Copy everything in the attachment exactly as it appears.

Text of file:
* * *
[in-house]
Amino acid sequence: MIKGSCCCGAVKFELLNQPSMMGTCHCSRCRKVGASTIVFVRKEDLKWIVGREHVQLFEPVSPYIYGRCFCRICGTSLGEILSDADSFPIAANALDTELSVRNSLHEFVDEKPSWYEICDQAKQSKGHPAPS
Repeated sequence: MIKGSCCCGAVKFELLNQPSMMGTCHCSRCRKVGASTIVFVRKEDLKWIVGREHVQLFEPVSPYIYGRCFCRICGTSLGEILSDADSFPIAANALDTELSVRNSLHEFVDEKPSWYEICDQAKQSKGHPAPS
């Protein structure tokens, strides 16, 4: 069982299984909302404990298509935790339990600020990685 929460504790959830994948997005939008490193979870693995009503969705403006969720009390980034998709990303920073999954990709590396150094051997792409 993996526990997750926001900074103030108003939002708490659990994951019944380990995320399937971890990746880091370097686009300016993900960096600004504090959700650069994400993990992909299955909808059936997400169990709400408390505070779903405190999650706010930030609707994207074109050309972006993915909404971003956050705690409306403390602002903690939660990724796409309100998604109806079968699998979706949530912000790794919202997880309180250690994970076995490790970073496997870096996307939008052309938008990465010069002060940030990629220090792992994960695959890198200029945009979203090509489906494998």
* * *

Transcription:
[in-house]
Amino acid sequence: MIKGSCCCGAVKFELLNQPSMMGTCHCSRCRKVGASTIVFVRKEDLKWIVGREHVQLFEPVSPYIYGRCFCRICGTSLGEILSDADSFPIAANALDTELSVRNSLHEFVDEKPSWYEICDQAKQSKGHPAPS
Repeated sequence: MIKGSCCCGAVKFELLNQPSMMGTCHCSRCRKVGASTIVFVRKEDLKWIVGREHVQLFEPVSPYIYGRCFCRICGTSLGEILSDADSFPIAANALDTELSVRNSLHEFVDEKPSWYEICDQAKQSKGHPAPS
């Protein structure tokens, strides 16, 4: 069982299984909302404990298509935790339990600020990685 929460504790959830994948997005939008490193979870693995009503969705403006969720009390980034998709990303920073999954990709590396150094051997792409 993996526990997750926001900074103030108003939002708490659990994951019944380990995320399937971890990746880091370097686009300016993900960096600004504090959700650069994400993990992909299955909808059936997400169990709400408390505070779903405190999650706010930030609707994207074109050309972006993915909404971003956050705690409306403390602002903690939660990724796409309100998604109806079968699998979706949530912000790794919202997880309180250690994970076995490790970073496997870096996307939008052309938008990465010069002060940030990629220090792992994960695959890198200029945009979203090509489906494998």